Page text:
When I was growing up, the show Married…With Children was a popular sitcom-one my parents did not allow me to watch. Understandably, my parents were not open to exposing their 3 young kids to Al Bundy’s often crass and mysoginist humor, but looking back, I wonder if they worried we might pick up on other themes. Themes about the struggles of maintaining a happy marriage in the midst of the craziness that is parenthood. Maybe my parents didn’t want my siblings and I to watch this show for another reason. Perhaps they really wanted to be grandparents one day, and worried that the negative portrayals of “married with children” life would negatively affect their chances. The small screen portrayal of what life entails when people are “married with children” could have scarred us from ever wanting to be married with children of our own.
So we never watched it, and my parents have five grandkids.
Marriage and Balance
The daily requirements of parenting are enough to tax even the strongest marriage. Demanding, hyper, crazy, needy (but lovable, beautiful, and precious) kids can easily take up all of the energy a person has to offer. Especially in the early parenting years.
My husband and I were married for less than a year when I found out I was expecting our oldest child. Together for 5 years before we tied the knot, my husband and I had plenty of time to enjoy a fun, caring, and supportive relationship. We were so certain that our partnership would remain the same despite the addition of a third family member. We were wrong.
I remember when my kids were infants I would deny my husband the simplest hello hug and kiss because I felt my body had used up all of its capacity for physical touch through holding, feeding, rocking, bouncing, and carrying infants and toddlers.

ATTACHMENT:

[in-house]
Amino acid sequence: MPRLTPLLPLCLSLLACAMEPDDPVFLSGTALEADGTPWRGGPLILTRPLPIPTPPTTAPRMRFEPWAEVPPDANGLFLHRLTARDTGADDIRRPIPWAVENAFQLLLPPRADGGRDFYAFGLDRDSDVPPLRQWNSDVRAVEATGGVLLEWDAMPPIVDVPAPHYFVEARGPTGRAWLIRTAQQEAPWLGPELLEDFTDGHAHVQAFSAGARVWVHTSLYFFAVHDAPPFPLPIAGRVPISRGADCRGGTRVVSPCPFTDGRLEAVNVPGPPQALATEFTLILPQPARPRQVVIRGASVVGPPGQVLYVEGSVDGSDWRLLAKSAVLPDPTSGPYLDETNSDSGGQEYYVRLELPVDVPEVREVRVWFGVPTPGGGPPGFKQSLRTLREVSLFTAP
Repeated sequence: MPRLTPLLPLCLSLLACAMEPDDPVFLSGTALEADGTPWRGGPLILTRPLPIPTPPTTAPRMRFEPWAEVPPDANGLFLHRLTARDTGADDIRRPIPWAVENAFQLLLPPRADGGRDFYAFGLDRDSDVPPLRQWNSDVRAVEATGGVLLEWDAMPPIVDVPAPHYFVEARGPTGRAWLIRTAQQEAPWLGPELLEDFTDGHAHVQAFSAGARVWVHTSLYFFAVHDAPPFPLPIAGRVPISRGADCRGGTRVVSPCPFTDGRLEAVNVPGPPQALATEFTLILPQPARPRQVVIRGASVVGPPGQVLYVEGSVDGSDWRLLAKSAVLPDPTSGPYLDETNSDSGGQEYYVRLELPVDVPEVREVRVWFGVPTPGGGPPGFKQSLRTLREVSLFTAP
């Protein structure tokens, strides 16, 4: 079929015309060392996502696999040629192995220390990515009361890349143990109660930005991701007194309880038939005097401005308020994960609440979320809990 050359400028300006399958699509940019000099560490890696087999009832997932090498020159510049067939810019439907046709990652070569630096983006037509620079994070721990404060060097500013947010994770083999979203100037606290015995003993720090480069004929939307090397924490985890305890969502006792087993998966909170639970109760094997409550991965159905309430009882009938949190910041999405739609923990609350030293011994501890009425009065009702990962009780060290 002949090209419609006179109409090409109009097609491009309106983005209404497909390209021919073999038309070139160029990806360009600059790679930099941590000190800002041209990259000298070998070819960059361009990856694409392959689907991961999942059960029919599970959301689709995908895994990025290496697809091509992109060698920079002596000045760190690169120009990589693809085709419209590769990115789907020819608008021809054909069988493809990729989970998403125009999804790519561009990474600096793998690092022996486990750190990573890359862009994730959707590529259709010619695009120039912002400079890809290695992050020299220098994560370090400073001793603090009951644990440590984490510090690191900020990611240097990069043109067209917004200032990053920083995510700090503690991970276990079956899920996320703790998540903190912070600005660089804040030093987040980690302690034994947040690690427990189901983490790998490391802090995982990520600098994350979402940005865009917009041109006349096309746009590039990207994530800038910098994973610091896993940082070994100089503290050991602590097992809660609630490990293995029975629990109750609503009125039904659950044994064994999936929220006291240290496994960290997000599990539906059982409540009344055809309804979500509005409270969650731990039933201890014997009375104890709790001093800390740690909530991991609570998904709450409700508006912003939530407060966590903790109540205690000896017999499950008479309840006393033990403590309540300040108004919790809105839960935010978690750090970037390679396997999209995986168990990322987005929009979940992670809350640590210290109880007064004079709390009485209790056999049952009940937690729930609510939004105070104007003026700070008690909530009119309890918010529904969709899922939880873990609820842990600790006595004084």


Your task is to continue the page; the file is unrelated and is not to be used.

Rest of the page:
It goes past physical needs. There are still many days when my children drain the emotional and mental reserves that were once easily accessible for adult conversation with my husband. Even if I am genuinely interested in how his day unfolded, I simply cannot focus on dinner conversations that used to flow so easily.
What’s a marriage (with children) seeking balance to do?
A new “married with children” catchphrase
There are mornings when our kids wake up way (way) too early. We are at each other’s throats by 6:30 and I find myself glaring at my other half with a discontent not meant for him. So my husband and I developed a code phrase to get us back in balance.
Don’t let them win.
This makes us laugh, and laughter always eases tensions. It reminds my husband and I that as grateful as we are for our little family, it started with us. And we are our most balanced when we are able to separate the “we that is parents” from the “we that is a couple.”
In my earliest blogging days I wrote a post about how marriage with kids so often feels like a CrossFit workout. That post was perhaps a bit too emotionally charged (with resentment) but there was one sentiment I still stand by.
Sometimes a marriage between parents feels like a competition.
Back then I wrote,
My life is starting to feel like a CrossFit workout where I need a white board to prove how many t-shirts I’ve folded, tears I’ve dried, and children I’ve calmed.
My husband pretty much stopped reading my blog after that post.
How about a different game?
Perhaps a different metaphor could be a cooperative game of Jenga-a favorite in our home. In cooperative Jenga, we all point out pieces that can give a little and those that need extra support.
Each of us is giving their 100% to build the tallest, strongest, most stable structure.
I don’t pretend this is easy. At all.
My husband and I have an extremely strong marriage, but even the best relationship will always have some wobbly pieces. There are certainly still days where the physical and emotional demands of kids tax my marriage. Sometimes it feels like my husband and I are competing in crossfit style. But there are more times when we are building a miraculous Jenga structure